Let us suppose that I am the heir of an enormous estate. Stories about my generosity abound. And let us suppose that you are a young man, ambitious but in trouble with the authorities in your native land. You make a momentous decision: you will set out on a voyage across the ocean that will bring you to my doorstep, where you will say, I am here—feed me, give me a home, let me make a new life!

A bold and persuasive claim

Unbeknown to you, however, I have grown tired of strangers arriving on my doorstep saying I am here, take me in—so tired, so exasperated that I say to myself: Enough! No longer will I allow my generosity to be exploited! Therefore, instead of welcoming you and taking you in, I consign you to a desert island and broadcast a message to the world: Behold the fate of those who presume upon my generosity by arriving on my doorstep unannounced!

This is, more or less, what happened to Behrouz Boochani. Targeted by the Iranian regime for his advocacy of Kurdish independence, Boochani fled the country in 2013, found his way to Indonesia, and was rescued at the last minute from the unseaworthy boat in which he was trying to reach Australia. Instead of being given a home, he was flown to one of the prisons in the remote Pacific run by the Commonwealth of Australia, where he remains to this day.

Boochani is not alone. Thousands of asylum-seekers have suffered a similar fate at the hands of the Australians. The point of the fable of the rich man and the supplicant is the following: Is it worse to treat thousands of people with exemplary inhumanity than to treat a single man in such a way? If it is indeed worse, how much worse is it? Thousands of times? Or does the calculus of numbers falter when it comes to matters of good and evil?

Borrowing from Kurdish bardic traditions…

Whatever the answer, the argument against Australia’s treatment of asylum-seekers can be made as trenchantly on the basis of a single case as on that of a thousand, and Boochani has provided exactly that case. Under atrocious conditions he has managed to write and publish a record of his experiences (experiences yet to be concluded), a record that will certainly leave his jailers gnashing their teeth.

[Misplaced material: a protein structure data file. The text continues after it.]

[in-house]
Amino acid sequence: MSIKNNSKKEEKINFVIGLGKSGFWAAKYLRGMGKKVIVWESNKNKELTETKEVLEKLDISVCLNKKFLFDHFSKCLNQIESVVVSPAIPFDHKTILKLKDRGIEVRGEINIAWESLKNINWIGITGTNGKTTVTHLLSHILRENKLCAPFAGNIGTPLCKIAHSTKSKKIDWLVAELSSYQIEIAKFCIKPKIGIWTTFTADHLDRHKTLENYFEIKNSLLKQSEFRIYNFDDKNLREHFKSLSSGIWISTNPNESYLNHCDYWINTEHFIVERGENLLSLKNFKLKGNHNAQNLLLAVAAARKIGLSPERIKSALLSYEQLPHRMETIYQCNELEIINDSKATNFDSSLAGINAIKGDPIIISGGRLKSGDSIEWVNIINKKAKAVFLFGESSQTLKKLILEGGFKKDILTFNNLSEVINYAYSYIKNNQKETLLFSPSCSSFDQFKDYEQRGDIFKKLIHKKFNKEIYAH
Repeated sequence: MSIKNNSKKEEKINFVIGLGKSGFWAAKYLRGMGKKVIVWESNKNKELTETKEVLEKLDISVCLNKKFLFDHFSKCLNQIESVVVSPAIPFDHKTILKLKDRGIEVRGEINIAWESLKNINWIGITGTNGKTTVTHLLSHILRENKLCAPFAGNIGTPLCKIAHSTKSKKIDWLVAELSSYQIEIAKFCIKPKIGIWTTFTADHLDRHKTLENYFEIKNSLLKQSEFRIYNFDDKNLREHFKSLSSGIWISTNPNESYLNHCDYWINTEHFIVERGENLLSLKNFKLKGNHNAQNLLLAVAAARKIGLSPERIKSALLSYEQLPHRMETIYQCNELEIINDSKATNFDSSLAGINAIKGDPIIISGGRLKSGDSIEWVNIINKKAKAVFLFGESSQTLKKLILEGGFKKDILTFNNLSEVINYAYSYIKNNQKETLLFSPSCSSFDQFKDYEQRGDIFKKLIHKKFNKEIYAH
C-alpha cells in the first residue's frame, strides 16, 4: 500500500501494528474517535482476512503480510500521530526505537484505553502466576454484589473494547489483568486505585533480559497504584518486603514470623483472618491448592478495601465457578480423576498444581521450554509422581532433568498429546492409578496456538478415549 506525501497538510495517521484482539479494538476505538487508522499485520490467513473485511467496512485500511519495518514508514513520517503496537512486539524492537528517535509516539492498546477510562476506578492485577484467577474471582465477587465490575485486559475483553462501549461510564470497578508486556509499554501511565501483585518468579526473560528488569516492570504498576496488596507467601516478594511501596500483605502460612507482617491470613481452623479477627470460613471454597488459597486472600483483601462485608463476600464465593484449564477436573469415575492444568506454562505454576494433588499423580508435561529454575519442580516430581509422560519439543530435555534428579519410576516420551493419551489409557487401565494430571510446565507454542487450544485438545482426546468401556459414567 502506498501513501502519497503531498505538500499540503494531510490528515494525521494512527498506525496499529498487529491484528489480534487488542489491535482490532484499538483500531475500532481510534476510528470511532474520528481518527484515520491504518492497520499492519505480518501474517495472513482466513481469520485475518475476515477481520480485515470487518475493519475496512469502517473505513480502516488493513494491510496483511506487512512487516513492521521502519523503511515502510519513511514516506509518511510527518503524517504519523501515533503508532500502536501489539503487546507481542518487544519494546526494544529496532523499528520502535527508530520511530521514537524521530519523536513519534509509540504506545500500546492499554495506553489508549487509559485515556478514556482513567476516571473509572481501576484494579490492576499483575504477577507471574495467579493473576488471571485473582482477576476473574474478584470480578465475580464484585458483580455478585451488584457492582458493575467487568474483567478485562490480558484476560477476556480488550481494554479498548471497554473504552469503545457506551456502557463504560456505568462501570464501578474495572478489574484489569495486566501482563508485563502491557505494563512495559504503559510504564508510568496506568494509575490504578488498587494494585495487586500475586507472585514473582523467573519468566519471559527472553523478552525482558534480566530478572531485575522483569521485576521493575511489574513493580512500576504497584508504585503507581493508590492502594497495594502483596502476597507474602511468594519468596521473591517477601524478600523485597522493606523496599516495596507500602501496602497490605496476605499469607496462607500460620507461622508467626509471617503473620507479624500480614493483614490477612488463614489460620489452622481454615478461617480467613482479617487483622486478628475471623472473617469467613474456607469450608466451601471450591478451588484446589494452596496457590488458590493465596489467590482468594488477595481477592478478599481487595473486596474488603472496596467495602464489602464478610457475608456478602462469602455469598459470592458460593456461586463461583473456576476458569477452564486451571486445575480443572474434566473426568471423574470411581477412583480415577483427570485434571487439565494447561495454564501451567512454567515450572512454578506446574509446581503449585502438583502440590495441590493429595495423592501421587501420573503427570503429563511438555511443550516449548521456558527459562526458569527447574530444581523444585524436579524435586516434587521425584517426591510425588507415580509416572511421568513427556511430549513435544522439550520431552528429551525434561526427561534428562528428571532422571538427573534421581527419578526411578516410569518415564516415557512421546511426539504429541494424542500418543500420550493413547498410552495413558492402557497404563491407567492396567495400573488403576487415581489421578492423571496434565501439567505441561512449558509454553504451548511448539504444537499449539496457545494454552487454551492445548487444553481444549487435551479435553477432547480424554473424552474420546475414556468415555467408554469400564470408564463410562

On Australia’s treatment of asylum-seekers:

The preventive measures undertaken by the Australian navy to head off asylum-seekers are shrouded in secrecy; therefore we do not know how many of them have persisted in embarking for Australia since a harsh new policy of interning and processing them offshore was put into practice in 2013, but there is every reason to believe that the number has fallen drastically. It would appear that when the navy intercepts a refugee vessel, it immediately transfers the occupants to a disposable boat with a minimum of fuel, tows it back into Indonesian waters, and casts it off.

On the book, and Boochani’s imprisonment on Manus Island:

This is a bold and persuasive claim: that through their experience on the island the prisoners have absorbed an understanding of how power works in the world, whereas their jailers remain locked in complacent ignorance. The claim rests on an extended conception of what knowledge can consist in: knowledge can be absorbed directly into the suffering body and thence transfigure the self. The prisoners know more than the jailers do, even if they do not have words for what they know.

Read the rest of the article here.  

Portrait of the poet as stowaway: Reuters remembers Dan Rifenburgh’s life of crime at 15

September 3rd, 2019
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Not a bad place to hide. Queen Mary in its heyday. (Creative Commons)

It’s tough for poets to get attention for their poetry. But some writers start young and get a head start on fame … or even  notoriety.

So it was for Dan Rifenburgh (we’ve written about him here and here), who found infamy sooner than most, at age 15. The poet, veteran, and former truck driver  shared his story on about his 1964 experiences as a stowaway on the legendary British ocean liner Queen Mary. In Dan’s own words:

“I walked on board in Manhattan. My folks figured out I might be on the Mary. The ship was searched at sea. I was found and put in the brig. At Southhampton, I was given a small cabin and had two guards on me (Cunard pensioners). I gave them the slip and hitchhiked to London. My last ride, a Polish bulldozer driver, put me up with his family.”

A more lasting kind of fame…

“I saw the Tower, the Palace, St. Paul’s, Trafalgar Square. My face was on the cover of all the English papers. I had no money. I walked into a police station and gave myself up. I spent two weeks in a juvenile Remand Home and played soccer and cricket, then was put on the Queen Elizabeth and home to New York.”

“My Dad had to pay, but we sold my story to a journalist for enough to cover the trip. My photo was in the centerfold of the Daily News and I was on all New York television and radio for days. In our town of Port Chester, New York, I was something of a celebrity. They still remember.”

The ocean liner was retired a few years later (nothing to do with Dan), and is now permanently moored in Long Beach, California. The newspaper clip above is from a Liverpool or Manchester paper – Dan can’t remember which.

Reuters verifies the story below, which is recounted in The New York Times, too – here and here

SOUTHAMPTON, England, July 15 (Reuters)—A 15‐year-old American stowaway escaped from the Queen Mary here today and vanished.

The boy, Daniel Rifenburgh, whose father is vice president of a Port Chester, N. Y., glass manufacturing concern, was trying to travel to Switzerland to visit a friend.

He walked down the ship’s gangplank and mingled with workers going through the dock gates into town.

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“A Genius, Without a Doubt”: Ted Gioia considers Gershwin’s legacy

August 31st, 2019
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The year of his death. (Photo: Carl Van Vechten)

Jazz scholar Ted Gioia‘s personal connection to George Gershwin’s music goes back to his teenage years, when he first started performing his music on the piano.